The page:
#3 How to begin writing?
I’m sure there are many ways to visualize this journey, but after creating my little books and drafting some other math-infused manuscripts, I think of three basic ways to start. With your new early math lens from #2, you could begin thinking about that story idea you’ve been kicking around. Or, you might realize that one of those manuscripts you stashed away in your drawer for another day might have some inherent math in it that can be teased out. Finally, you might start with a math prompt, whether it’s one of the math topics listed in the open call or some more detailed information available from your digest review.
#4 How will my story engage families in early math?
As a former early literacy home visitor with diverse and immigrant populations, I think a lot about how books can be written, illustrated, and designed to draw in families and stimulate conversation both during and after book sharing. One of the goals of Storytelling Math is to create books that will stimulate conversation full of math talk. This means thinking about the parent audience as a very important second audience for your story. Each of my books contains a parent note written by an early math expert that helps parents become aware of the math in the story, but note aside, I suggest that you approach your writing process here with this meta-charge in mind. Family engagement needs to be baked into the text. In my two books, I did this mainly by having the parent character in the story model for the parent reader some ways to engage in playful math talk with a toddler.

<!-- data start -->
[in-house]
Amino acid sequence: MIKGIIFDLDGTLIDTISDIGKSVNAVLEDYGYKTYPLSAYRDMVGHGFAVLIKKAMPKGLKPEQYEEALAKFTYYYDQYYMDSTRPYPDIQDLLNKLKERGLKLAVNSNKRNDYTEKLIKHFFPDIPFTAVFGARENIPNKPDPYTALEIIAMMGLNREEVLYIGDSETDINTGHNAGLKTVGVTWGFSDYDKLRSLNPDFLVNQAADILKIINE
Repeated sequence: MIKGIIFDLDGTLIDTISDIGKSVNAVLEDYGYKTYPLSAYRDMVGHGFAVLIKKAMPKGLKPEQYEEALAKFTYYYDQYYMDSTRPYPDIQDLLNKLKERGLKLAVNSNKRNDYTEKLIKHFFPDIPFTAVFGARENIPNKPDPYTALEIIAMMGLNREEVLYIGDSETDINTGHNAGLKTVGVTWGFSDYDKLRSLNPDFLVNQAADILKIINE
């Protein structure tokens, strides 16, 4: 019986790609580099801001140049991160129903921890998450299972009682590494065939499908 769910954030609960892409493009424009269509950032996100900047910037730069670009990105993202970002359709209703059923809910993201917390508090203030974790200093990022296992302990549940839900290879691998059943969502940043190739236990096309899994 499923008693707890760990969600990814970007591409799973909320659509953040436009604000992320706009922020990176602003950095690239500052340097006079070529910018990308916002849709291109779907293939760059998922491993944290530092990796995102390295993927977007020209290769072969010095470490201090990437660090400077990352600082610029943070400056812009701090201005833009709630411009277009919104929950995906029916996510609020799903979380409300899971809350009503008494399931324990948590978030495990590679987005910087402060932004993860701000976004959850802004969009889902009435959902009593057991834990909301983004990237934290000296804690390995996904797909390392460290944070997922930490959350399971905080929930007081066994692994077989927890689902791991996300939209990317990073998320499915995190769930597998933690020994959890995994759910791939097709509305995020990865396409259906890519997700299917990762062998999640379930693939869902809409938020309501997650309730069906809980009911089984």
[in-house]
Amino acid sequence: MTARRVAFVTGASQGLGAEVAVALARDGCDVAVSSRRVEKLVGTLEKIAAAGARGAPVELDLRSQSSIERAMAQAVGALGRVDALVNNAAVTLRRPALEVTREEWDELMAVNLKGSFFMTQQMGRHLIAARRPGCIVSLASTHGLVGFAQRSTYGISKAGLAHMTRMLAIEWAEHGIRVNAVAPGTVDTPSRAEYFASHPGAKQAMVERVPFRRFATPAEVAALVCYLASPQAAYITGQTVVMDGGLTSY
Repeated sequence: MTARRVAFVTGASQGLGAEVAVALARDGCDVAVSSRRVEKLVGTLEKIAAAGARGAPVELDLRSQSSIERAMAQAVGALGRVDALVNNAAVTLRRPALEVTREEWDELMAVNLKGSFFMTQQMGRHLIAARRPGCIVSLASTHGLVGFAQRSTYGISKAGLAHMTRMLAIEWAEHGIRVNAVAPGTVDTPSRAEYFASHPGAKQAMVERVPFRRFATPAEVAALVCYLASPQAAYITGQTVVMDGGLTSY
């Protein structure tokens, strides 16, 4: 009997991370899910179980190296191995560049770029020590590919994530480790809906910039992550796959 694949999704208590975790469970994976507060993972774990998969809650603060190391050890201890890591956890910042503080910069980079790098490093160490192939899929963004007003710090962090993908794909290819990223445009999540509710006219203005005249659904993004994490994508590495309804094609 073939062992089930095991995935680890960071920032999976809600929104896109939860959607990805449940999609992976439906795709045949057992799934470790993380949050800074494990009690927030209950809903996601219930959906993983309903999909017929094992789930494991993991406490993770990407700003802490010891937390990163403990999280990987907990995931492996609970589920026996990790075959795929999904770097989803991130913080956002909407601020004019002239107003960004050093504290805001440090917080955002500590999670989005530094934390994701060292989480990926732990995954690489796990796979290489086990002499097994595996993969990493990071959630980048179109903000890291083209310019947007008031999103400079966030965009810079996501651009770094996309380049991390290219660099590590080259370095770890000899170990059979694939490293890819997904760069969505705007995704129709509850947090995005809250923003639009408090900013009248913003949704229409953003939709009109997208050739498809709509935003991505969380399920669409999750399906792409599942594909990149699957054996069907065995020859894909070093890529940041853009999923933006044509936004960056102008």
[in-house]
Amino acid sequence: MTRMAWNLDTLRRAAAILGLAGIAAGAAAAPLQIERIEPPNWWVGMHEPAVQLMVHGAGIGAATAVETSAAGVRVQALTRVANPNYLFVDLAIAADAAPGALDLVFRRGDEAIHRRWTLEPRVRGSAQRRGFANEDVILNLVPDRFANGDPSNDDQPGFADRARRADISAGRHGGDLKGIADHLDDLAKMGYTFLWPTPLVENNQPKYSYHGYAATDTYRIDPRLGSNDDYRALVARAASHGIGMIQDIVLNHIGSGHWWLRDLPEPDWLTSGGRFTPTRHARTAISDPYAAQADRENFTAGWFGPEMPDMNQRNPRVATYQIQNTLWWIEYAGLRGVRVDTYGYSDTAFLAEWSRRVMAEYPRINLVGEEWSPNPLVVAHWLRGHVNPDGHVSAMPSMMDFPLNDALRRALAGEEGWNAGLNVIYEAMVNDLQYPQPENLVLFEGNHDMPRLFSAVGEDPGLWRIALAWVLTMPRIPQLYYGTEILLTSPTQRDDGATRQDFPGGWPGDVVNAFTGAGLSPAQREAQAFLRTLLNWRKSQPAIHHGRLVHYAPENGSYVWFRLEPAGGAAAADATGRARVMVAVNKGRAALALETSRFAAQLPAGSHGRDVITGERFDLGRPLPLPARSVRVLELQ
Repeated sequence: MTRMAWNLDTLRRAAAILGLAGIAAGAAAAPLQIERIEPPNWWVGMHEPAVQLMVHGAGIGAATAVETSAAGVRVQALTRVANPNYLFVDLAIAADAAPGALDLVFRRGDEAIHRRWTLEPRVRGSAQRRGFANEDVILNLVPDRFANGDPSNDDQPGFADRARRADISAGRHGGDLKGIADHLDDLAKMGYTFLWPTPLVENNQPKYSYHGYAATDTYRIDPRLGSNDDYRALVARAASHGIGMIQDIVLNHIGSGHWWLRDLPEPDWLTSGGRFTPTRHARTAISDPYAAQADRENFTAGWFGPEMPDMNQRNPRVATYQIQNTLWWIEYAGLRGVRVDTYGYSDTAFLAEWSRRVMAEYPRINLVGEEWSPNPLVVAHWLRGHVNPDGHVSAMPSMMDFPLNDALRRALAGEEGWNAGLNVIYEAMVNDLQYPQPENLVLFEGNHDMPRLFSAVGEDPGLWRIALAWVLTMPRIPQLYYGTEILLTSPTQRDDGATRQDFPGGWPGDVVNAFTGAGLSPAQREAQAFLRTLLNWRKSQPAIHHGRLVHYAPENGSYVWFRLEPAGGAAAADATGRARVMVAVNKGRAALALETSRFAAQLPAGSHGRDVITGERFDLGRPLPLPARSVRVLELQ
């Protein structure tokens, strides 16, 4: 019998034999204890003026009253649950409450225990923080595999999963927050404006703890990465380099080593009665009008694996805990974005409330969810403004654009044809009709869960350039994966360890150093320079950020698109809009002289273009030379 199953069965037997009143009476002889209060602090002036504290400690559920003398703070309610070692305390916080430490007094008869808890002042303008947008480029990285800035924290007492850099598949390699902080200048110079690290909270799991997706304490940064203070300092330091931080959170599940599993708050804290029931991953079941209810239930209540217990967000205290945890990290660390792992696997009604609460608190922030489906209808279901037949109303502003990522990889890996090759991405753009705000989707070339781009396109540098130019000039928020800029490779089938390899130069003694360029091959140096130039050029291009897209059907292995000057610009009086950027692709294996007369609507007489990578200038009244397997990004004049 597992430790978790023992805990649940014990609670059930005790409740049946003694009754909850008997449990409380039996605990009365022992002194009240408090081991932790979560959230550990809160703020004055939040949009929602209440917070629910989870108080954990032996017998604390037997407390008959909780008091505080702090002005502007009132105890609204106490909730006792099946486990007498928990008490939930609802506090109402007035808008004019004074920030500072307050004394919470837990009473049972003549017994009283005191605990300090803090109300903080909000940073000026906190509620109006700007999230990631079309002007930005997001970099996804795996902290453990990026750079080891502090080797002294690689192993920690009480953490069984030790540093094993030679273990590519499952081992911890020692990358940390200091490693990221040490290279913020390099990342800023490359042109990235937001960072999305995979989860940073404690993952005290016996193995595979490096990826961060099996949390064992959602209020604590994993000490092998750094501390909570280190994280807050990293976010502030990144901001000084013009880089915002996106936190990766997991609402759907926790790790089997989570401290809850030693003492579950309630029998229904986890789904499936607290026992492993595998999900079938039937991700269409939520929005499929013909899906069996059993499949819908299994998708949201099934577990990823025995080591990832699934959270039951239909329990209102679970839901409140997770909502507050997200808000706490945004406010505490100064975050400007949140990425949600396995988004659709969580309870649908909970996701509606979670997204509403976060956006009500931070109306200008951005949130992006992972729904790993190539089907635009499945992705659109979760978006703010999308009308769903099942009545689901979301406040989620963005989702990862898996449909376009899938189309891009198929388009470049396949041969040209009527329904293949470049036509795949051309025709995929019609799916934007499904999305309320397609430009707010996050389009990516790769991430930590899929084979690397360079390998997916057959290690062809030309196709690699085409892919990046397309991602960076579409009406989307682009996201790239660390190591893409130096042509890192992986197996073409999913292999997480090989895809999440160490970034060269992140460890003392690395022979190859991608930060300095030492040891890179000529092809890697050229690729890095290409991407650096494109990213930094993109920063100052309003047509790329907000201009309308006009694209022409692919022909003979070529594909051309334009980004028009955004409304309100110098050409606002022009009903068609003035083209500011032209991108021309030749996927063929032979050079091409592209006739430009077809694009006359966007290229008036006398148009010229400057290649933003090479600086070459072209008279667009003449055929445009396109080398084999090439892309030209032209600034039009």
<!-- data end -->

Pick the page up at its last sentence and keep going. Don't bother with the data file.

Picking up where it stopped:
#5 What – a math art note?*!?
If you’re like me, you literally lose sleep over the art note. Include or no? If yes, how to make it succinct with only the absolutely necessary information? In my stories I actually enjoyed this added layer, of thinking intentionally about how the math in the story might drive the art. In the case of that story about one and two at the grocery store, it meant art with plenty of opportunities to count items of one and two (look in the grocery cart), but where no items were countable beyond two (see the blurry bunches of bananas)!
Ready now to try a new writing challenge this summer?
Submissions are due by September 1!
To learn more about Ellen and her various books for children, visit her website at www.ellenmayerbooks.com.
To learn more about publisher Star Bright Books’ Math Around Us work, book collection, and fun book-related math activity sheets, see: https://starbrightbooks.com/blog/category/math/ and
To order Banana for Two and Clean Up, Up, Up! please follow these links:
Photo credits: Mindaugas Sereiva
Illustration credits: Ying-Hwa Hu